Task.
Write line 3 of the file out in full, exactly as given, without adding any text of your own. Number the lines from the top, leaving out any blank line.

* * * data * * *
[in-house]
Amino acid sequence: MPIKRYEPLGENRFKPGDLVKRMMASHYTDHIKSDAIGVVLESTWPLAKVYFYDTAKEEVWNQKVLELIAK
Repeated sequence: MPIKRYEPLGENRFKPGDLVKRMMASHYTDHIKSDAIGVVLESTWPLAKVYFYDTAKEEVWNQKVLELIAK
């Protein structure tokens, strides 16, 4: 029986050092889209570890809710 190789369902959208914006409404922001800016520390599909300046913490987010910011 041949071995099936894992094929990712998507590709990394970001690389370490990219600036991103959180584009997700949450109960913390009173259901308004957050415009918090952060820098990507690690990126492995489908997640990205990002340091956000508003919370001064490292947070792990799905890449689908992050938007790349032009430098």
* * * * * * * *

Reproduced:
Repeated sequence: MPIKRYEPLGENRFKPGDLVKRMMASHYTDHIKSDAIGVVLESTWPLAKVYFYDTAKEEVWNQKVLELIAK